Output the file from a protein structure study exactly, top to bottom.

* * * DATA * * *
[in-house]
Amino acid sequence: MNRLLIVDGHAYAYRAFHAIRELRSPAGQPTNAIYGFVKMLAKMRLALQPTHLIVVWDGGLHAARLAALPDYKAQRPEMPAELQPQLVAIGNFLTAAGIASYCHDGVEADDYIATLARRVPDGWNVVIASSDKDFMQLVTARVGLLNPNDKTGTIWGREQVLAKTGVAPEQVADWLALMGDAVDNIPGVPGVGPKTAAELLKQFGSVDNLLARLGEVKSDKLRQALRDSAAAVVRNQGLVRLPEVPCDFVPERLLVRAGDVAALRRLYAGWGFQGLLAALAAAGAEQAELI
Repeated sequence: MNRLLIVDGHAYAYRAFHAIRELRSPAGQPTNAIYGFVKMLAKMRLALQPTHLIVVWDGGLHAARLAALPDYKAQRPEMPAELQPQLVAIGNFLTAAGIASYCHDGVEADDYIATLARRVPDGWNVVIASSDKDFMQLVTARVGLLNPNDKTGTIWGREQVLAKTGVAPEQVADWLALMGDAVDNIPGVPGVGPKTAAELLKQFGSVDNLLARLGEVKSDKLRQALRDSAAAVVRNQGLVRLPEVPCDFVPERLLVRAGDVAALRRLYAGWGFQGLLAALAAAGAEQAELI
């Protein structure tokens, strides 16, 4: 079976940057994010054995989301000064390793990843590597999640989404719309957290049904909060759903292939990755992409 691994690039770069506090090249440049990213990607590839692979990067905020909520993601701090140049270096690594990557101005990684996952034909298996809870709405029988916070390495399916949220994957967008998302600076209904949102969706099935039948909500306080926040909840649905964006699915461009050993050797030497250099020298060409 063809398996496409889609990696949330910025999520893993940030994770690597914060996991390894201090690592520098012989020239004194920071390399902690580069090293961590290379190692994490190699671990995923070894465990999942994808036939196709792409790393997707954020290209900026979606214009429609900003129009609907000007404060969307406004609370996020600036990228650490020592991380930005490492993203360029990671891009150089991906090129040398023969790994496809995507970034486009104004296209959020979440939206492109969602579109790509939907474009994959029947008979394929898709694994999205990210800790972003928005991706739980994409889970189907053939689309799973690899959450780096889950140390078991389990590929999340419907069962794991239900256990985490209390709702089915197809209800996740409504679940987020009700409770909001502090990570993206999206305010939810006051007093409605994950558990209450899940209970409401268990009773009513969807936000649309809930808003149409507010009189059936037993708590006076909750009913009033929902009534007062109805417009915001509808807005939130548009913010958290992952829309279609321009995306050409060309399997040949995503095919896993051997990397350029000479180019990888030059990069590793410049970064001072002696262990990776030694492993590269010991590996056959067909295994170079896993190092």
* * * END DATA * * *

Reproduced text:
[in-house]
Amino acid sequence: MNRLLIVDGHAYAYRAFHAIRELRSPAGQPTNAIYGFVKMLAKMRLALQPTHLIVVWDGGLHAARLAALPDYKAQRPEMPAELQPQLVAIGNFLTAAGIASYCHDGVEADDYIATLARRVPDGWNVVIASSDKDFMQLVTARVGLLNPNDKTGTIWGREQVLAKTGVAPEQVADWLALMGDAVDNIPGVPGVGPKTAAELLKQFGSVDNLLARLGEVKSDKLRQALRDSAAAVVRNQGLVRLPEVPCDFVPERLLVRAGDVAALRRLYAGWGFQGLLAALAAAGAEQAELI
Repeated sequence: MNRLLIVDGHAYAYRAFHAIRELRSPAGQPTNAIYGFVKMLAKMRLALQPTHLIVVWDGGLHAARLAALPDYKAQRPEMPAELQPQLVAIGNFLTAAGIASYCHDGVEADDYIATLARRVPDGWNVVIASSDKDFMQLVTARVGLLNPNDKTGTIWGREQVLAKTGVAPEQVADWLALMGDAVDNIPGVPGVGPKTAAELLKQFGSVDNLLARLGEVKSDKLRQALRDSAAAVVRNQGLVRLPEVPCDFVPERLLVRAGDVAALRRLYAGWGFQGLLAALAAAGAEQAELI
């Protein structure tokens, strides 16, 4: 079976940057994010054995989301000064390793990843590597999640989404719309957290049904909060759903292939990755992409 691994690039770069506090090249440049990213990607590839692979990067905020909520993601701090140049270096690594990557101005990684996952034909298996809870709405029988916070390495399916949220994957967008998302600076209904949102969706099935039948909500306080926040909840649905964006699915461009050993050797030497250099020298060409 063809398996496409889609990696949330910025999520893993940030994770690597914060996991390894201090690592520098012989020239004194920071390399902690580069090293961590290379190692994490190699671990995923070894465990999942994808036939196709792409790393997707954020290209900026979606214009429609900003129009609907000007404060969307406004609370996020600036990228650490020592991380930005490492993203360029990671891009150089991906090129040398023969790994496809995507970034486009104004296209959020979440939206492109969602579109790509939907474009994959029947008979394929898709694994999205990210800790972003928005991706739980994409889970189907053939689309799973690899959450780096889950140390078991389990590929999340419907069962794991239900256990985490209390709702089915197809209800996740409504679940987020009700409770909001502090990570993206999206305010939810006051007093409605994950558990209450899940209970409401268990009773009513969807936000649309809930808003149409507010009189059936037993708590006076909750009913009033929902009534007062109805417009915001509808807005939130548009913010958290992952829309279609321009995306050409060309399997040949995503095919896993051997990397350029000479180019990888030059990069590793410049970064001072002696262990990776030694492993590269010991590996056959067909295994170079896993190092």